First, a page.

SALT LAKE CITY — It was just a brief moment in between podium shots.
It was nothing spectacular. Nothing, I'm certain, she even remembered.
In fact, I didn't recall the conversation until I searched my notes and stories wondering if I'd ever written about Sarah Burke.
The Canadian freestyle skier was preparing to climb on top of the podium at the Winter Dew Tour at Snowbasin two years ago when she was asked by reporters if she could take a few minutes to answer some questions.
Of course, she said yes.
Not because she loved chatting with reporters — many of whom only have superficial knowledge of ski superpipe. Not because she wanted to see her name in headlines. And certainly not because anyone told her she had to do so.
I asked her the same question I'd been asking other athletes competing that weekend — men and women. Isn't it awesome that there is finally a tour where free skiers can showcase their sport for casual fans?
"This is the only stop for women," she said at the time. "(The Dew Tour) is good for the guys because they have three stops. This year they're only including us in one stop; it's kind of unfortunate."
Burke was doing what she always did when given the opportunity — advocating for the women in her sport. So when the 29-year-old skier died from injuries she sustained in a fall at Park City Mountain Resort's superpipe, I felt like we women, especially those of us who make a living in the world of sports, lost more than just a talented athlete.
There are many reasons to mourn the death of Sarah Burke.
She was a kind and gracious human being. She was a loving wife, a loyal sister and a devoted daughter.
In fact, it seemed almost trivial to add her athletic accomplishments to the list of reasons the world will miss her.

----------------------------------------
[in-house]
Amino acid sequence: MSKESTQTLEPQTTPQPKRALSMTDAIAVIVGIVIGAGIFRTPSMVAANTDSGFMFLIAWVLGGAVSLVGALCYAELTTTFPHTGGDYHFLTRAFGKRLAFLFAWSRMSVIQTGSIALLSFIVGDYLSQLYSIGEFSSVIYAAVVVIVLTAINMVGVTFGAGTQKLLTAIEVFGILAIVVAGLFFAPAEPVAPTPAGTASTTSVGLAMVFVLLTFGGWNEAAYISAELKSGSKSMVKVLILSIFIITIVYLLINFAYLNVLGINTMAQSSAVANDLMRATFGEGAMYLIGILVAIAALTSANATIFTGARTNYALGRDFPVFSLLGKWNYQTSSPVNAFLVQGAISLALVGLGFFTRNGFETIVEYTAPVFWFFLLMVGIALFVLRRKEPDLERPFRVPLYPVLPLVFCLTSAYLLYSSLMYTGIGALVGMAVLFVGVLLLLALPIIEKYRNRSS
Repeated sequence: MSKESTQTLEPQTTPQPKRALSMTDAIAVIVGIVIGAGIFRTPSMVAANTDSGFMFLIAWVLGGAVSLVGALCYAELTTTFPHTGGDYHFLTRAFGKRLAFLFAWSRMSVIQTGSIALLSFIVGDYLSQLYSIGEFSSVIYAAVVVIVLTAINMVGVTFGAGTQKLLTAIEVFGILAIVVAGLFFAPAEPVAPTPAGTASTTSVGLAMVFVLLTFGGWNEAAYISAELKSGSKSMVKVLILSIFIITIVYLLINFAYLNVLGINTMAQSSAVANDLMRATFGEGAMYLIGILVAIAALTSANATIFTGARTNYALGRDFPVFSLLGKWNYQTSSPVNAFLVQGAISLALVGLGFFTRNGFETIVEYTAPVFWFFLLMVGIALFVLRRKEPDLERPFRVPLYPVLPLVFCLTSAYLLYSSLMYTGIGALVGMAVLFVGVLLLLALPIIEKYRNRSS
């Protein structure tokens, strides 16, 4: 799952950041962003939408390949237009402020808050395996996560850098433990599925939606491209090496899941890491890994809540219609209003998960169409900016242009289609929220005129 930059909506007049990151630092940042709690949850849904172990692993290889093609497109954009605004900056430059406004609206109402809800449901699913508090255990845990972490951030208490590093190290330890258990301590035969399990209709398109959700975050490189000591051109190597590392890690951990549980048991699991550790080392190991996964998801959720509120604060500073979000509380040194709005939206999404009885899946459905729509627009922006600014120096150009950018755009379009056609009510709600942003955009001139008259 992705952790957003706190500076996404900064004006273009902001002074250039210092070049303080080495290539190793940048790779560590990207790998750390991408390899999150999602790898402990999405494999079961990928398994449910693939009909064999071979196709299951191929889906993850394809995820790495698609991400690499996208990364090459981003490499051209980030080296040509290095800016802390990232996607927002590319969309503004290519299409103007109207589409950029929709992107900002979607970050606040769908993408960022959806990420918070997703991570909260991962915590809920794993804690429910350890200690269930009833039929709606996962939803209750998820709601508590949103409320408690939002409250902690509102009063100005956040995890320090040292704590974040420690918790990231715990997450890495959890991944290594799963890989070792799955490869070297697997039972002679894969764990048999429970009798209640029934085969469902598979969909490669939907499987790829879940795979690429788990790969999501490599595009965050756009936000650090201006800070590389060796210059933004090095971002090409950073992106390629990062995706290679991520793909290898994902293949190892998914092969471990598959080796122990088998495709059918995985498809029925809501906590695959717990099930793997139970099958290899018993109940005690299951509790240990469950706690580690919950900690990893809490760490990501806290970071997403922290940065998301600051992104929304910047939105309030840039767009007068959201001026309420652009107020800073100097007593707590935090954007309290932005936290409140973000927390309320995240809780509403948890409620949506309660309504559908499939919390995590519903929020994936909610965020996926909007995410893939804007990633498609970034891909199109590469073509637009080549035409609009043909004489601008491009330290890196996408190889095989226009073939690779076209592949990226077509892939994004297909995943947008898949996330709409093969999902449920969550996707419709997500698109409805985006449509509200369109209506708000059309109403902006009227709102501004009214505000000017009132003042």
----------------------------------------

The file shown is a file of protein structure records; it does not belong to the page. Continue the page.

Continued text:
But while being able to do remarkable tricks on skis doesn't seem like an important reason to love her, to miss her, or to mourn, it is. Because Burke was able to ski so well, she gained the respect of men who decide if sponsoring, covering and staging competitions for women is worthwhile. Without the respect of those in charge, she couldn't compete at the highest levels.
When she fought for women who wanted to ski superpipe or slopestyle, she was really fighting for all of us. She was fighting for the women of ski jumping to get the same shot at Olympic glory their male counterparts have enjoyed for decades. She was fighting for her male friends who can do just about everything Shaun White does on a snowboard on skis in a superpipe but for some reason weren't included in the Olympic Games when snowboarding was in 1998.
When she asked for the opportunity to flip and twist on skis, she was really asking the world to let girls everywhere chase their dreams. Why do we let men do some things but not women? I don't know. I've never wanted to compete in a sport that didn't allow women.
But I've written about those who have. They're not asking for special privileges, just the chance to do what their brothers, fathers and boyfriends do.
Men have had endless opportunities in sports for centuries. They have well-developed leagues and countless opportunities to make a living playing sports.
Women, on the other hand, were told they shouldn't exert themselves, couldn't handle contact, and that it would cause their internal organs to fall out if they ran long distances as recently as the 1980s.
Women don't want to compete with men. Some of us will if that's the only chance we have at participating. But most of us acknowledge that puts us at a distinct physiological disadvantage.
Women want their own games, their own chance at glory. They want the benefits of battling mental and physical challenges in a way that only athletics offers.
When Sarah Burke started begging organizers to let her compete, she begged them to let all girls compete. She didn't understand why they wouldn't have a girls competition because opportunity would certainly help grow interest in the sport.
Standing on the side of that pipe too many times, and for no good reason, ignited a fire in her that couldn't be extinguished.
When she skied she did more than offer thrills to fans or win awards. She gave little girls a sports idol who looked like them. She gave women a reason to believe their daughters could achieve any goal. And maybe, most importantly, she proved that determination and hard work makes dreams reality for men AND women.
Which is why, on Jan. 19, even those of us who've never even hoped to land a 1080 on skis felt a little less, a little lost but eternally grateful.
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